Reengaging Local Communities

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From time to time unexpected things happen in our lives. Sometimes those things cause our planning to get a little off track. You, as a wonderful deputy, have the chance to get things back on track for organizers of Meetups and WordCamps alike.

  1. Start with the lead organizer. The lead organizer will be the most likely person to know what is causing planning of events to stall. A quick ping to ask how things are going or to offer to help sort out how to get over a hurdle can go a really long way. It can take a few weeks to get in touch sometimes, so don’t get discouraged. Of course, if something has happened in the lead organizer’s life that is making it hard for them to keep up, then it’s on to step two.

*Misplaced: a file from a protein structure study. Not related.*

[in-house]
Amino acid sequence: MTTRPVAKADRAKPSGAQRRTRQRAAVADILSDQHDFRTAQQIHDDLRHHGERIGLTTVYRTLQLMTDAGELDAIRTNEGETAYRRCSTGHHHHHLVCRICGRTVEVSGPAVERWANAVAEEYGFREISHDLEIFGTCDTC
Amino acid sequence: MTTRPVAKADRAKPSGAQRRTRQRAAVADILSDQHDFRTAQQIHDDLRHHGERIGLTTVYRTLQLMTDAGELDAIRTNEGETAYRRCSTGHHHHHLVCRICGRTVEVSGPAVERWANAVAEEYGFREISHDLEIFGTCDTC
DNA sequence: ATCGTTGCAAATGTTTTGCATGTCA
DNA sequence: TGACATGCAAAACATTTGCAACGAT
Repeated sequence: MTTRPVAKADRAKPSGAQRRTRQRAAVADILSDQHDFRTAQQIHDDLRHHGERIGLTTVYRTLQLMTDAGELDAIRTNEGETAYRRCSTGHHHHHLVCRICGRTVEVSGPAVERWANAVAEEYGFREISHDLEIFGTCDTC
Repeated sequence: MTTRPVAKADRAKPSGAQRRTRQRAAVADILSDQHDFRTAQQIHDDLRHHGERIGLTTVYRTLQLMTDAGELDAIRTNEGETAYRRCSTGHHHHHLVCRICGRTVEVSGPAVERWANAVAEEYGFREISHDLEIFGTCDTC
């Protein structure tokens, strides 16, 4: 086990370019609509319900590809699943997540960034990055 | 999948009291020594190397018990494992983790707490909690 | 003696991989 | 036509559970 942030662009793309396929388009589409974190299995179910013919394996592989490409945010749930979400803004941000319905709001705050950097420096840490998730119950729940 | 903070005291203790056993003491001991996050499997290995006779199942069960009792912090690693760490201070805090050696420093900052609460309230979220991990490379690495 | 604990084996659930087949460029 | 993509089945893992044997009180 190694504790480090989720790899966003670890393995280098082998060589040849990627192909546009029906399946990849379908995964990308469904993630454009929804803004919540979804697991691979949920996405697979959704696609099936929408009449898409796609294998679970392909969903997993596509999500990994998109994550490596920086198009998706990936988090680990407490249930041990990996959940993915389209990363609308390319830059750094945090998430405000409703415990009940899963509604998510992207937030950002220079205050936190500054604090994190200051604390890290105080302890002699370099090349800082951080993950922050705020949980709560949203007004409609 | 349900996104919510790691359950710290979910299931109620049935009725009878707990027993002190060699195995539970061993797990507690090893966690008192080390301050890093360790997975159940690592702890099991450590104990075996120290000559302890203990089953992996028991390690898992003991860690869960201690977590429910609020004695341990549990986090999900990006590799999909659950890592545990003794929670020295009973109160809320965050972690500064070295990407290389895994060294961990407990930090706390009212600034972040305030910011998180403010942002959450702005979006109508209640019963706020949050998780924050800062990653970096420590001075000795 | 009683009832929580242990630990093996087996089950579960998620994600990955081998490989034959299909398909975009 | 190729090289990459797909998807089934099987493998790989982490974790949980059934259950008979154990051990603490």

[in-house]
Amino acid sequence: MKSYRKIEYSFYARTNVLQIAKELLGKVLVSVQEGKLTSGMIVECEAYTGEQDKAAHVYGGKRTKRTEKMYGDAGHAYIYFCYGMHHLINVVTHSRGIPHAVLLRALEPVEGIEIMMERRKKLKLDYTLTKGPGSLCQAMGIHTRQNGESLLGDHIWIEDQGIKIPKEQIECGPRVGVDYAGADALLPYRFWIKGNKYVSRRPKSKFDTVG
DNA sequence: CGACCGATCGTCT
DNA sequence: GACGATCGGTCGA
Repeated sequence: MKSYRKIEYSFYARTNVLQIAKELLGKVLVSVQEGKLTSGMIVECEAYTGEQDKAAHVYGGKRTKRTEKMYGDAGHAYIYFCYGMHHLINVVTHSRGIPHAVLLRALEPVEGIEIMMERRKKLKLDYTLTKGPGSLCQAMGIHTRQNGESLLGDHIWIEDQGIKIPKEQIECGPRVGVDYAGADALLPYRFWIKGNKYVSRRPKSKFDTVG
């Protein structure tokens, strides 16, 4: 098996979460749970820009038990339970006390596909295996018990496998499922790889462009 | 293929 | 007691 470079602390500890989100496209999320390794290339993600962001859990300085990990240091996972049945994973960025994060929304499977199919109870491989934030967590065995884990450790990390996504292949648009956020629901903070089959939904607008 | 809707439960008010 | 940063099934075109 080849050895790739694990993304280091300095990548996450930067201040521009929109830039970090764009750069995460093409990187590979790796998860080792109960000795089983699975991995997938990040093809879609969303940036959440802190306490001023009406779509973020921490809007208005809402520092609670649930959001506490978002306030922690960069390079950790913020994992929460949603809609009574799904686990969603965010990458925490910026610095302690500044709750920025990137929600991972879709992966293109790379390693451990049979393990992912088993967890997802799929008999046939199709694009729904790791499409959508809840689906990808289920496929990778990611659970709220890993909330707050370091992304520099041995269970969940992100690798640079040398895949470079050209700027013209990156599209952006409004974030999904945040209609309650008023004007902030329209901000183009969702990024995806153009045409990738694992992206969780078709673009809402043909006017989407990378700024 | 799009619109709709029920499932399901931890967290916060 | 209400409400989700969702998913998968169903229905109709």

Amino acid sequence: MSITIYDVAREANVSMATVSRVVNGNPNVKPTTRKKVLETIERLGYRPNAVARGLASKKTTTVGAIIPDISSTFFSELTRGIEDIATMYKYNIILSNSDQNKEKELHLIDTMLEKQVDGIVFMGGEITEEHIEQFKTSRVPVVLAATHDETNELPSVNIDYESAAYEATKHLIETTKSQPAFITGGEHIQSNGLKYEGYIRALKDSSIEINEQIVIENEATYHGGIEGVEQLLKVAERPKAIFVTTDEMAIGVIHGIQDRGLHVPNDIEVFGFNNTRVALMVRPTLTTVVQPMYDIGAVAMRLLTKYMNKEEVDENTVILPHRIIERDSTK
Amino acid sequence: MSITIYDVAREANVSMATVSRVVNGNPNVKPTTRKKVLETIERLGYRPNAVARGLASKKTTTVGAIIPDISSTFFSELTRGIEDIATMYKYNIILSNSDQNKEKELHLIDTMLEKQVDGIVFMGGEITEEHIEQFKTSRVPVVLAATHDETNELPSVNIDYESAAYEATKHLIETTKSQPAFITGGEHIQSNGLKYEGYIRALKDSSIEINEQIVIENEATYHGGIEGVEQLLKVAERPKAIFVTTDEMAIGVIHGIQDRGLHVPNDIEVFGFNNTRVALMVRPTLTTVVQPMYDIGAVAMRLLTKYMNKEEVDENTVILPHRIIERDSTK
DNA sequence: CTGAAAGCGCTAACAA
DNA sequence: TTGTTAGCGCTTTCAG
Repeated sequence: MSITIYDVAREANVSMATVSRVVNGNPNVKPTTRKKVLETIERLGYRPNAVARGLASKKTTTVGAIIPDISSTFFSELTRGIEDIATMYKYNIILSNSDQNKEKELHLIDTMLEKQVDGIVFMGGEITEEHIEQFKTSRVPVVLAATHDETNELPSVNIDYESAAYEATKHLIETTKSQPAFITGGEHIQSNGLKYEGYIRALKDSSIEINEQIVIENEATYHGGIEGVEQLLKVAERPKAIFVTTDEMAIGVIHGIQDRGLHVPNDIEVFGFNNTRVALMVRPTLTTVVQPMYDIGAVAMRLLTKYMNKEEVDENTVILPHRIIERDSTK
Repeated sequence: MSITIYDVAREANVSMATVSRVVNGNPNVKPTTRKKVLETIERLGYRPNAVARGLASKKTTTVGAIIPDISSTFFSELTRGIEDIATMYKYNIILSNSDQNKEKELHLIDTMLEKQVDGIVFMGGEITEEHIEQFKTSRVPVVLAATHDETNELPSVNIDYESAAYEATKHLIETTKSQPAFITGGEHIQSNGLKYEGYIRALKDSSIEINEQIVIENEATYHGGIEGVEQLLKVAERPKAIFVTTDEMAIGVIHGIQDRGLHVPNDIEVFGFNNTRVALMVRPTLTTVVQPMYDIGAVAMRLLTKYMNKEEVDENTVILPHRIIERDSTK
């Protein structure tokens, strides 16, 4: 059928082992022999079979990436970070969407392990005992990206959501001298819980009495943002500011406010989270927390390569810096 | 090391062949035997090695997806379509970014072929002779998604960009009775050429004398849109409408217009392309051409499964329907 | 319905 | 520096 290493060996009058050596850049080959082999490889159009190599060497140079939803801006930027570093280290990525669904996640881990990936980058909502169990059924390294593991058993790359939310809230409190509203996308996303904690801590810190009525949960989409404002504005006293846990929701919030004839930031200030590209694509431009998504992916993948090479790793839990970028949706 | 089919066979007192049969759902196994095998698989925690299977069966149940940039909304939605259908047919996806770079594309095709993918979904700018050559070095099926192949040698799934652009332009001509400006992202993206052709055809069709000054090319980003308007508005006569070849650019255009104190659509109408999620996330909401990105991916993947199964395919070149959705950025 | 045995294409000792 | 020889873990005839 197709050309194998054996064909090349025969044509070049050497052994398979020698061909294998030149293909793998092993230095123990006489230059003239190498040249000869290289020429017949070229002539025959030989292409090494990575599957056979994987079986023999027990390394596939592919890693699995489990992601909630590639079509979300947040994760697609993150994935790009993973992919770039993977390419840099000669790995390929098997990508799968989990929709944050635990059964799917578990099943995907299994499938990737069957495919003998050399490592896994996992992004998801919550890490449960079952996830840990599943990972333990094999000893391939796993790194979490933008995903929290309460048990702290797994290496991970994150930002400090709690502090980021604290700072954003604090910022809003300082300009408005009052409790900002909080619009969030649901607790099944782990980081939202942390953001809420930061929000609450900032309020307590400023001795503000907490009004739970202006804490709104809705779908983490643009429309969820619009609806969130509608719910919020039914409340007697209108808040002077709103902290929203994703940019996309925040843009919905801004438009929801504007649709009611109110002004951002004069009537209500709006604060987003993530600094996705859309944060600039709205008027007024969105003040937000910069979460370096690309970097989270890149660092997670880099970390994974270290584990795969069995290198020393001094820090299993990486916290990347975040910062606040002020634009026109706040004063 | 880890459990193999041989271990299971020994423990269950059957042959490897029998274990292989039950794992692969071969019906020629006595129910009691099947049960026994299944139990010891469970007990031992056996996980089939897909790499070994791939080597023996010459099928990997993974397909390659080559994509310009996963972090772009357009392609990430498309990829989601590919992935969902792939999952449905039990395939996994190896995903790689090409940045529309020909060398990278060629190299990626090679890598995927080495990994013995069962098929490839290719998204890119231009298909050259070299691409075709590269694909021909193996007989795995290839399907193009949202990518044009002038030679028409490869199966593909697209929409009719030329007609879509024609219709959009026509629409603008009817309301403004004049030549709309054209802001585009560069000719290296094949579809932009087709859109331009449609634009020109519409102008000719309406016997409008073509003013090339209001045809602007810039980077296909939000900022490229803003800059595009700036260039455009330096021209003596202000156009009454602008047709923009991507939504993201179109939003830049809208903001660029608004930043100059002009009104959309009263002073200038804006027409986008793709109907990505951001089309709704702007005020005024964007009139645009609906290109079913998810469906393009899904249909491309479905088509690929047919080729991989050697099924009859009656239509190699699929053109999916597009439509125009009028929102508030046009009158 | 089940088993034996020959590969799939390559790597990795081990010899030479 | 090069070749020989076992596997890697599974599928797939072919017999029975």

2. Next, check in with the rest of the organizers. If the lead organizer has had to step back, then your next step is to reach out to the rest of the organizing team. The lead organizer can do this, or you can contact people on their behalf. For WordCamps you might find that you need to get this information from the lead organizer, though you might be able to find contact info for other people on the organizing team on the WordCamp listing on central.wordcamp.org, or even on the original WordCamp application in SupportPress. Meetups, though, can be reached through the meetup.com “Email Members” tool. Emailing the other organizers on a team can help you to find people who are already involved in planning who can help keep things moving in the absence of a lead organizer.
  3. If all else fails, it’s time to talk to the local community. If you’ve spoken with the whole organizing team and no one is available to keep things moving, then discuss with them how best to reach out to their local community. It’s important to make sure the organizers know that this isn’t a takeover and that they are welcome to return to organizing when their plates are less full.